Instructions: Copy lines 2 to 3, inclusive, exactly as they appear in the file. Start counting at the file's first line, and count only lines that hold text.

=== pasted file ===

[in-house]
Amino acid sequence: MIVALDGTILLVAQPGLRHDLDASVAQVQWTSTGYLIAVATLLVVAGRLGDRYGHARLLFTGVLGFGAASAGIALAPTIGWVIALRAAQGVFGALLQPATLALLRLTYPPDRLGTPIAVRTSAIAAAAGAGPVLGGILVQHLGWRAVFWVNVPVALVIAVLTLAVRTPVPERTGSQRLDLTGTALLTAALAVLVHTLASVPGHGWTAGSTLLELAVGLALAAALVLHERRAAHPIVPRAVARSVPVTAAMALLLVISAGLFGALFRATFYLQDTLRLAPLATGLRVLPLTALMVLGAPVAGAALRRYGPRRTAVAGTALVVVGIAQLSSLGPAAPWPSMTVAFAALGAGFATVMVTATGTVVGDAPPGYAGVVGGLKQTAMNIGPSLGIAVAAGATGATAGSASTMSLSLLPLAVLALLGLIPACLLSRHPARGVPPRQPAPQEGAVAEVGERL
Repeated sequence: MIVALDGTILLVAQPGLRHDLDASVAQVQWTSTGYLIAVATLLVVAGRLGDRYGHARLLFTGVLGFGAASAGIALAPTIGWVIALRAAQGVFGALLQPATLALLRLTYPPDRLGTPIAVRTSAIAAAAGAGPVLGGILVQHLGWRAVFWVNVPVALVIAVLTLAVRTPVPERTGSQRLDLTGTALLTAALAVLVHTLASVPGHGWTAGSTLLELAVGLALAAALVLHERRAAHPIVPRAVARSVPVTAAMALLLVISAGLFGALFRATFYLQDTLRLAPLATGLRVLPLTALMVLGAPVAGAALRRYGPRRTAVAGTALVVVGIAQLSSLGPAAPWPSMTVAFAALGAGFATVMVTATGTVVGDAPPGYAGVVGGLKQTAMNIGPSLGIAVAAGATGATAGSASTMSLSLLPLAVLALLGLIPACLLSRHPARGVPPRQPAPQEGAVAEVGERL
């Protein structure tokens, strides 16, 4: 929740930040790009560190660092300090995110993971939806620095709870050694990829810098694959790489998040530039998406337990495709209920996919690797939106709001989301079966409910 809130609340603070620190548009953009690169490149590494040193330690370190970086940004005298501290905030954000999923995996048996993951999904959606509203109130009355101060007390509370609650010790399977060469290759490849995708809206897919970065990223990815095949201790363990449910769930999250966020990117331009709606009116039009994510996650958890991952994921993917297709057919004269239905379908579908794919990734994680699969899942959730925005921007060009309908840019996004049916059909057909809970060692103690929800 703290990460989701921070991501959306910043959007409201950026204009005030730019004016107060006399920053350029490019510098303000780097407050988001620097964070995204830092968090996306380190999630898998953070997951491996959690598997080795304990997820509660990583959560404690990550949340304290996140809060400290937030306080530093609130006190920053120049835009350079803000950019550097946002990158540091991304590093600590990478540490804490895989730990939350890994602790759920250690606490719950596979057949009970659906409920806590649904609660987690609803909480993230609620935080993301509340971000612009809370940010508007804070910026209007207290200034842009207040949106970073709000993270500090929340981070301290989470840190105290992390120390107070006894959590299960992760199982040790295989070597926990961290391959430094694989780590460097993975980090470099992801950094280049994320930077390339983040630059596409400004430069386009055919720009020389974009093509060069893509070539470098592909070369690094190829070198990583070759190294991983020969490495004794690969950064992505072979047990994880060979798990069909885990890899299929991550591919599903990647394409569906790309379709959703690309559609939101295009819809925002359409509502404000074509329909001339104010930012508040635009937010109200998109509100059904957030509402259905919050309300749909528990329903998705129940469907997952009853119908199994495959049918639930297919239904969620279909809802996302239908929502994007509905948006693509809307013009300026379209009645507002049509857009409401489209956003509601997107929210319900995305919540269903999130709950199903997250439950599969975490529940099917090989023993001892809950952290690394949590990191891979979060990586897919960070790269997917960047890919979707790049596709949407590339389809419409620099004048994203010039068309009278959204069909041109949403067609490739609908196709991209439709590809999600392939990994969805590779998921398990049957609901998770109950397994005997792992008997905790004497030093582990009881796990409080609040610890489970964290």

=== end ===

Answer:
Amino acid sequence: MIVALDGTILLVAQPGLRHDLDASVAQVQWTSTGYLIAVATLLVVAGRLGDRYGHARLLFTGVLGFGAASAGIALAPTIGWVIALRAAQGVFGALLQPATLALLRLTYPPDRLGTPIAVRTSAIAAAAGAGPVLGGILVQHLGWRAVFWVNVPVALVIAVLTLAVRTPVPERTGSQRLDLTGTALLTAALAVLVHTLASVPGHGWTAGSTLLELAVGLALAAALVLHERRAAHPIVPRAVARSVPVTAAMALLLVISAGLFGALFRATFYLQDTLRLAPLATGLRVLPLTALMVLGAPVAGAALRRYGPRRTAVAGTALVVVGIAQLSSLGPAAPWPSMTVAFAALGAGFATVMVTATGTVVGDAPPGYAGVVGGLKQTAMNIGPSLGIAVAAGATGATAGSASTMSLSLLPLAVLALLGLIPACLLSRHPARGVPPRQPAPQEGAVAEVGERL
Repeated sequence: MIVALDGTILLVAQPGLRHDLDASVAQVQWTSTGYLIAVATLLVVAGRLGDRYGHARLLFTGVLGFGAASAGIALAPTIGWVIALRAAQGVFGALLQPATLALLRLTYPPDRLGTPIAVRTSAIAAAAGAGPVLGGILVQHLGWRAVFWVNVPVALVIAVLTLAVRTPVPERTGSQRLDLTGTALLTAALAVLVHTLASVPGHGWTAGSTLLELAVGLALAAALVLHERRAAHPIVPRAVARSVPVTAAMALLLVISAGLFGALFRATFYLQDTLRLAPLATGLRVLPLTALMVLGAPVAGAALRRYGPRRTAVAGTALVVVGIAQLSSLGPAAPWPSMTVAFAALGAGFATVMVTATGTVVGDAPPGYAGVVGGLKQTAMNIGPSLGIAVAAGATGATAGSASTMSLSLLPLAVLALLGLIPACLLSRHPARGVPPRQPAPQEGAVAEVGERL